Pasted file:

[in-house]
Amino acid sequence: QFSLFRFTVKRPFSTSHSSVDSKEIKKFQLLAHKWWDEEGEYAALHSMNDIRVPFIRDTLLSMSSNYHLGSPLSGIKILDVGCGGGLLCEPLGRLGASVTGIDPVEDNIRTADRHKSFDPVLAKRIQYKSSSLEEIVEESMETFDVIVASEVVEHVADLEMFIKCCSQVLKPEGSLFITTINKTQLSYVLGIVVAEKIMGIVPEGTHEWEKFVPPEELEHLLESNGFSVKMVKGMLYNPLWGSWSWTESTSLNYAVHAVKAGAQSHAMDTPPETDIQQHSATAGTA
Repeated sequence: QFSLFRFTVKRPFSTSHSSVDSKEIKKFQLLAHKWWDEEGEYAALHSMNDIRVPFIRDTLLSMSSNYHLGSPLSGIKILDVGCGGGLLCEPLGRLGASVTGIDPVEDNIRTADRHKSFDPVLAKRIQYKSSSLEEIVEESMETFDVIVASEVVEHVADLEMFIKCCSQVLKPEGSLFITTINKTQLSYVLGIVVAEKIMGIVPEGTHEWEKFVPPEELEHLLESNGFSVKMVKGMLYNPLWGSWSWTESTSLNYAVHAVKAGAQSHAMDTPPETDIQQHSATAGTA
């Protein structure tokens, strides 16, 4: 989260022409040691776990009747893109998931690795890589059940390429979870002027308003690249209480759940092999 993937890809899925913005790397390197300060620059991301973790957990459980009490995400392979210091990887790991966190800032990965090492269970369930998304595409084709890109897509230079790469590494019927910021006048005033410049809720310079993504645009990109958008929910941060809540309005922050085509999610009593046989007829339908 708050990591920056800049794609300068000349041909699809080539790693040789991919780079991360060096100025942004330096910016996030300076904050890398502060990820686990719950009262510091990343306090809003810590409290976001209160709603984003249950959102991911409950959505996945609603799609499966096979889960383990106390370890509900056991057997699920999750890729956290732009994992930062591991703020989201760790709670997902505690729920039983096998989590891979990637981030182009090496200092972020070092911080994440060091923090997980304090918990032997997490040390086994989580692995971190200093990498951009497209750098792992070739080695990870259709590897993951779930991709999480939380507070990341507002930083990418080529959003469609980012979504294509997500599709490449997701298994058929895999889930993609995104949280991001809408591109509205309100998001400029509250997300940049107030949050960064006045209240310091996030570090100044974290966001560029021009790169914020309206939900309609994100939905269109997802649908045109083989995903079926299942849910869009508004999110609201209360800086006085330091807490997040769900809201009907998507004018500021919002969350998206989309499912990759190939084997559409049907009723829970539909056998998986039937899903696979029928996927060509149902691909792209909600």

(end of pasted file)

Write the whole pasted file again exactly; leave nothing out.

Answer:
[in-house]
Amino acid sequence: QFSLFRFTVKRPFSTSHSSVDSKEIKKFQLLAHKWWDEEGEYAALHSMNDIRVPFIRDTLLSMSSNYHLGSPLSGIKILDVGCGGGLLCEPLGRLGASVTGIDPVEDNIRTADRHKSFDPVLAKRIQYKSSSLEEIVEESMETFDVIVASEVVEHVADLEMFIKCCSQVLKPEGSLFITTINKTQLSYVLGIVVAEKIMGIVPEGTHEWEKFVPPEELEHLLESNGFSVKMVKGMLYNPLWGSWSWTESTSLNYAVHAVKAGAQSHAMDTPPETDIQQHSATAGTA
Repeated sequence: QFSLFRFTVKRPFSTSHSSVDSKEIKKFQLLAHKWWDEEGEYAALHSMNDIRVPFIRDTLLSMSSNYHLGSPLSGIKILDVGCGGGLLCEPLGRLGASVTGIDPVEDNIRTADRHKSFDPVLAKRIQYKSSSLEEIVEESMETFDVIVASEVVEHVADLEMFIKCCSQVLKPEGSLFITTINKTQLSYVLGIVVAEKIMGIVPEGTHEWEKFVPPEELEHLLESNGFSVKMVKGMLYNPLWGSWSWTESTSLNYAVHAVKAGAQSHAMDTPPETDIQQHSATAGTA
């Protein structure tokens, strides 16, 4: 989260022409040691776990009747893109998931690795890589059940390429979870002027308003690249209480759940092999 993937890809899925913005790397390197300060620059991301973790957990459980009490995400392979210091990887790991966190800032990965090492269970369930998304595409084709890109897509230079790469590494019927910021006048005033410049809720310079993504645009990109958008929910941060809540309005922050085509999610009593046989007829339908 708050990591920056800049794609300068000349041909699809080539790693040789991919780079991360060096100025942004330096910016996030300076904050890398502060990820686990719950009262510091990343306090809003810590409290976001209160709603984003249950959102991911409950959505996945609603799609499966096979889960383990106390370890509900056991057997699920999750890729956290732009994992930062591991703020989201760790709670997902505690729920039983096998989590891979990637981030182009090496200092972020070092911080994440060091923090997980304090918990032997997490040390086994989580692995971190200093990498951009497209750098792992070739080695990870259709590897993951779930991709999480939380507070990341507002930083990418080529959003469609980012979504294509997500599709490449997701298994058929895999889930993609995104949280991001809408591109509205309100998001400029509250997300940049107030949050960064006045209240310091996030570090100044974290966001560029021009790169914020309206939900309609994100939905269109997802649908045109083989995903079926299942849910869009508004999110609201209360800086006085330091807490997040769900809201009907998507004018500021919002969350998206989309499912990759190939084997559409049907009723829970539909056998998986039937899903696979029928996927060509149902691909792209909600």